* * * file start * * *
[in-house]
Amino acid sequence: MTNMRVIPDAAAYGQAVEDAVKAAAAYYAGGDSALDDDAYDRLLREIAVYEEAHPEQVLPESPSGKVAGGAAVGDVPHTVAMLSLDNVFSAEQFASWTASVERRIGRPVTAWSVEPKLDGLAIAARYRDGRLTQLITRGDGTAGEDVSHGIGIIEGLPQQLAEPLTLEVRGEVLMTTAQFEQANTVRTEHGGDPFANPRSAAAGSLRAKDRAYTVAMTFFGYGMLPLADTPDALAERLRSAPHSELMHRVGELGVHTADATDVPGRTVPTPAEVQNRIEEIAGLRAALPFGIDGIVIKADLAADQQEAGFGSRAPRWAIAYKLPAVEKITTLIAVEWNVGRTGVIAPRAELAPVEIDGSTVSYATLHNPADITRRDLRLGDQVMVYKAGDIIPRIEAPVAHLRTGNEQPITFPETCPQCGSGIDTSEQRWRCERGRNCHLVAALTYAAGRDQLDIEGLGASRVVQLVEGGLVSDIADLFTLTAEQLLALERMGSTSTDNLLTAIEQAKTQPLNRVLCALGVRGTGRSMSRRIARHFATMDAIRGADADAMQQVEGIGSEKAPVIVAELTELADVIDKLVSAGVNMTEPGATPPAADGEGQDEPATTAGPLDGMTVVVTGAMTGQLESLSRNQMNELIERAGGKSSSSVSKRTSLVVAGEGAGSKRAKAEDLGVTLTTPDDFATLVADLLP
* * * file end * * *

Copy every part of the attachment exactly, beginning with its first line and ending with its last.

[in-house]
Amino acid sequence: MTNMRVIPDAAAYGQAVEDAVKAAAAYYAGGDSALDDDAYDRLLREIAVYEEAHPEQVLPESPSGKVAGGAAVGDVPHTVAMLSLDNVFSAEQFASWTASVERRIGRPVTAWSVEPKLDGLAIAARYRDGRLTQLITRGDGTAGEDVSHGIGIIEGLPQQLAEPLTLEVRGEVLMTTAQFEQANTVRTEHGGDPFANPRSAAAGSLRAKDRAYTVAMTFFGYGMLPLADTPDALAERLRSAPHSELMHRVGELGVHTADATDVPGRTVPTPAEVQNRIEEIAGLRAALPFGIDGIVIKADLAADQQEAGFGSRAPRWAIAYKLPAVEKITTLIAVEWNVGRTGVIAPRAELAPVEIDGSTVSYATLHNPADITRRDLRLGDQVMVYKAGDIIPRIEAPVAHLRTGNEQPITFPETCPQCGSGIDTSEQRWRCERGRNCHLVAALTYAAGRDQLDIEGLGASRVVQLVEGGLVSDIADLFTLTAEQLLALERMGSTSTDNLLTAIEQAKTQPLNRVLCALGVRGTGRSMSRRIARHFATMDAIRGADADAMQQVEGIGSEKAPVIVAELTELADVIDKLVSAGVNMTEPGATPPAADGEGQDEPATTAGPLDGMTVVVTGAMTGQLESLSRNQMNELIERAGGKSSSSVSKRTSLVVAGEGAGSKRAKAEDLGVTLTTPDDFATLVADLLP